Cities have an endless ability to evolve, to rebound, to reinvent and regenerate themselves, sometimes in ways that would astonish generations past. In their wildest dreams, no one imagined that a rundown Toronto warehouse district could turn into a bristling Shanghai of glass skyscrapers. And yet come to the King-Spadina district, epicentre of the building boom that is transforming the core of Canada’s largest city, and behold.
Free speech is the cardinal right – the right that underpins all others. Yet how casually we brush it aside. This week in Toronto, a small group held a memorial service at a public library branch for a lawyer who had defended Holocaust deniers and other figures on Canada’s far-right fringe. Spokesmen for Jewish groups said they were outraged that the Toronto Public Library would provide a platform for such a gathering.
Is there a book you return to again and again, a work that would make life on a desert island bearable? Each weekend, until Labour Day, Globe writers will share their go-to tomes – be it novel, poetry collection, cookbook – and why the world is just a little better for them. One morning in 1937, a tall, gaunt Englishman hurried across the platform of the Barcelona railway station and climbed aboard a train bound for the French border.
Muck Rack makes it simple to find people, tweets, or articles that mention any name, keyword, company, hashtag etc. We've compiled this guide to help you make the most of your search.
Selecting a term
Start searching tweets, articles from media outlets, articles mentioned in tweets, journalists'
names, titles and bios with some suggested searches:
Companies or Topics (e.g. iPhone, Microsoft)
Phrases (e.g. "cloud computing") — use quotes to keep the terms together
Twitter handles (e.g. @username) — returns those who have mentioned or replied to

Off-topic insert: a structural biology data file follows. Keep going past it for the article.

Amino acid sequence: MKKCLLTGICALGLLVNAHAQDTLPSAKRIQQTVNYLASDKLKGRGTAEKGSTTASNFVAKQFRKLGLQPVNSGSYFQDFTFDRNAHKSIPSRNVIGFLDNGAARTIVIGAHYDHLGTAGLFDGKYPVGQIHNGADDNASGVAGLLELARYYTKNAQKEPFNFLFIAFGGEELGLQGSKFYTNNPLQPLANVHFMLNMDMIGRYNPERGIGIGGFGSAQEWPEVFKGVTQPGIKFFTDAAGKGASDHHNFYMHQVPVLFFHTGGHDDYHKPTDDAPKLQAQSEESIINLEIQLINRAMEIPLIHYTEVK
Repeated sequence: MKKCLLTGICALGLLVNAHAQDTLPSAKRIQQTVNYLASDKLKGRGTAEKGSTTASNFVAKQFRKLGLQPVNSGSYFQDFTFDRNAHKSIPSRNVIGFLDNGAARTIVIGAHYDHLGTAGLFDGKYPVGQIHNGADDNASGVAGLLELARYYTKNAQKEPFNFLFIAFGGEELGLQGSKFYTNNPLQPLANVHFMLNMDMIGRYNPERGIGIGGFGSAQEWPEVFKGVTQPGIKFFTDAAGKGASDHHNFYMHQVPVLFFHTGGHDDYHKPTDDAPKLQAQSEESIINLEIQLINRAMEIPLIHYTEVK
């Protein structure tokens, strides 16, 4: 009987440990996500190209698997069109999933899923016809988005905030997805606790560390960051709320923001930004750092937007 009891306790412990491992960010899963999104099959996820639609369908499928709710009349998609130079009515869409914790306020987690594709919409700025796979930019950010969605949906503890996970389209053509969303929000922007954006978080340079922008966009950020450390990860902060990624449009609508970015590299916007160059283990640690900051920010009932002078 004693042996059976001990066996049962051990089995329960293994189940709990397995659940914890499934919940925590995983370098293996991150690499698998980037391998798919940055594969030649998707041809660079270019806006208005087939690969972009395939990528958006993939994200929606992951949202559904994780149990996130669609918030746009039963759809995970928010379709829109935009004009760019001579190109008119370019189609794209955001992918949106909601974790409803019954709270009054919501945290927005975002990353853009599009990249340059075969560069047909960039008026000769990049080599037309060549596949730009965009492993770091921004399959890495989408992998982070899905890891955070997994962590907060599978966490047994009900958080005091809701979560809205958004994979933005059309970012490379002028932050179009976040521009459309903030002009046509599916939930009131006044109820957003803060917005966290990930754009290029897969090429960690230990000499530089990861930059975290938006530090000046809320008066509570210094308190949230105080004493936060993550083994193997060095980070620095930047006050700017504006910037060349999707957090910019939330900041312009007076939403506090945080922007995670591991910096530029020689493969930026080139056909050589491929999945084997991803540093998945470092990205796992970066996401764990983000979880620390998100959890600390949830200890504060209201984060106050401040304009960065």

Names (e.g. "David Pogue")
Hashtags (e.g. #sxsw, #london2012)
Bio details (e.g. vegan, Olympics, father)
Muck Rack's Advanced Search allows for many boolean operators.
Find results that mention multiple specified terms, use AND or
+. For example, ensure each result contains both Elon Musk and Mark Zuckerberg by
searching Obama AND Romney or Obama + Romney.
Use the operators OR or , to broaden your search when you'd like either of
multiple terms to appear in results. (This is the default behavior of our search when no operators
are used.) For example, search for democrat OR republican to find results that refer to
Democrats and/or Republicans.
Use NOT or - to subtract results from your search. For
example, searching Disney will yield results about the Walt Disney Company as well as Walt Disney
World Resort. To exclude mentions of Disney World, search for Disney -World or Disney
When using one of these operators with a phrase, enclose it in quotation marks. For example, you can
find results about smartphones excluding Apple's iPhone 4S by searching smartphone -"iPhone
Exact case matching or punctuation
If you're searching for a brand name or keyword that relies on specific punctuation marks or capitalization, you can
find results that match your exact query by adding matchcase: before the keyword you're searching for, like matchcase:E*TRADE .
Use parentheses to separate multiple
boolean phrases. For example, to find journalists talking about having fun in Disney World or
Disneyland, search for ("disney world" OR disneyland) AND fun.
An asterisk can be used to search for any variation of a root word truncated by the asterisk. For example, searching for admin* will return results for administrator, administration, administer, administered, etc.
A near operator is an AND operator where you can control the distance between the words. You can vary the distance the near operation uses by adding a forward slash and number (between 0-99) such as strawberries NEAR/10 "whipped cream", which means the strawberries must exist within 10 words of "whipped cream".